Section 377: Judicial Under-reach or an Idea Whose Time Hasn't Come Yet

The recent Supreme Court decision, upholding Article 377 of the Constitution and referring the matter to the legislature for action ‘deemed fit’ has come under severe criticism.

Published: 22nd December 2013 12:00 AM  |   Last Updated: 21st December 2013 12:42 PM   |  A+A-


The recent Supreme Court decision, upholding Article 377 of the Constitution and referring the matter to the legislature for action ‘deemed fit’ has come under severe criticism. The English TV channels particularly have been shrill at the alleged ‘abdication’ by the apex court of its legitimate functions in not upholding the ‘fundamental’ right of individuals to ‘deviant’ sexual behaviour. Usually the court is pilloried for ‘over-reach’—damned if you do, damned if you don’t.

Clearly, the rights of a type of minority among the populace are involved. But, is there a ‘fundamental’ right? The court has apparently ruled that it is not. Be that as it may, does the issue have only a legal dimension? Isn’t society at large involved? Isn’t Parliament as the representative of the public interest connected with the issue? Aren’t there major societal implications relating to social order, public morality and associated aspects? The way the matter has been projected by the media gives the impression that it is uni-dimensional.

The issue is not narrow or isolated in the social context. It has direct linkages with ‘women’s emancipation’—role of women in society, law and order and security issues, common civil code, property rights, same-sex marriage, definition of molestation, adultery laws etc. The norms in India approve of sex only within a marital context—partly hypocritical and riddled with exceptions as this may be. Even ‘prostitution’, which is ‘consensual’, is circumscribed by restrictions and arguably covered as crime by recent amendment to CrPc, and does not command social approval. In the US, where there is near-equality between the sexes (where the suffragette movement started in the 19th century), the concept of ‘family’ is quite different than what obtains in India. In a country with great restraint on the movement and behaviour of women, particularly in our small towns and villages, as well as cities—indeed much of India—one has to be careful before tampering with individual elements in the totality of the sex relations matrix; new forces should not be let loose without deliberation and consideration. Will our ‘decency’ laws permit scantily clad women in public spaces? Can we replicate the summer dress-code, indeed near-nudity say of Mediterranean resorts in our beaches, as also in our cities and towns or villages, in the name of ‘modernity’? The social practices in Western countries are quite different from those of the family values in India.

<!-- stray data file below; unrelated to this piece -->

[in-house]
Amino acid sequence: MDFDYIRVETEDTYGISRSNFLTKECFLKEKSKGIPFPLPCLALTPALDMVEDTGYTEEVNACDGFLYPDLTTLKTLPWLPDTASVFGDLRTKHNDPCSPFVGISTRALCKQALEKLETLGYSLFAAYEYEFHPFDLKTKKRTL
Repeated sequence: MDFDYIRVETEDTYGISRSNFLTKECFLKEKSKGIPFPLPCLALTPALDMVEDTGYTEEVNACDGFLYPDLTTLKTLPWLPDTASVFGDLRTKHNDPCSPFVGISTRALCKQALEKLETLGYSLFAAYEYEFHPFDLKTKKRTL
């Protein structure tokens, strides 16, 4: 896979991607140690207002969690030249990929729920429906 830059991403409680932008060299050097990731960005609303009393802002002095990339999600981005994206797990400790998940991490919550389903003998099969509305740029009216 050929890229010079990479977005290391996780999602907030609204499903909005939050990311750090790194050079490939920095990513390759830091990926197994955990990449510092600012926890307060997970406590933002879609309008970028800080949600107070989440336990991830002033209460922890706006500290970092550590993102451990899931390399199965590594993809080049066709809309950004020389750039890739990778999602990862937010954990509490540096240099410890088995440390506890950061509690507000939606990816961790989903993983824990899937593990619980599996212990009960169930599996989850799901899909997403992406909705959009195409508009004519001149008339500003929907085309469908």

This is not a pure legal issue, nor only a theological debate—this is a proposed departure from established social order in India; to be encouraged, however legally sound and proper, only after careful deliberation and in a gradual manner. The behaviour, mores and social practices, which prevail predominantly in a segment of urban upper-middle class, is not necessarily easily and smoothly transplantable in mainland India, particularly Bharat.

Comparisons have been made with Germany, US, UK and other developed countries to suggest how ‘backward’ our legal thinking is in this regard. Indeed, the TV shows have ridiculed the ‘medieval’ mindset, questioning whether India is in the same league as Saudi Arabia, Qatar and a number of other ‘backward countries’. Whatever the TV anchors may like to project, the Indian social and cultural standards are quite different from those of Western countries—one need not necessarily rue this; indeed this may be India’s strength.

Apart from strong cultural aspects, we need to remember that in a hot poor country, boys sleep in dormitories, semi-clad; men at work in field projects often sleep in the same space—six or eight to a room; without spelling out the details, there could be significant impact on social behaviour all over the country. Article 377 is in the context of certain sexual relations norms in the country, with penalty attached for deviation—any casual variation, even signalling that ‘consensual’ arrangements are legal, could have significant consequences in the countryside. This is an issue that is relevant even in our rural schools, where the lives of children, many not in a position to complain, could be adversely impacted. Let us not forget that farm labour men sleep in the open in many parts of India; and in urban chawls, men are packed together in small space. The very concept that ‘deviant’ sexual behaviour is officially sanctioned can have far-reacting impact in our society.

All that is ‘modern’ or accepted practice in Western countries need not automatically be acceptable in India. While we compare the ‘rights’ of those in Western world, what is the status of the average Indian—can he live with individuality or dignity today? One cannot be against ‘progress’ or ‘modernity’, but these concepts are to be tempered with current realities in the subcontinent. Our own social structures have to develop at our own pace.

The court has not ordained that 377 cannot be repealed or amended. Note that 377 has many aspects beyond relationship between ‘consenting adults’. The court has merely referred this matter to the representatives of the people. There needs to be broad popular consensus, acceptance among the population that 377 could be amended to decriminalise consenting same-sex relations. One would surmise that India is not ready for this at this stage, not at least for the next couple of decades.


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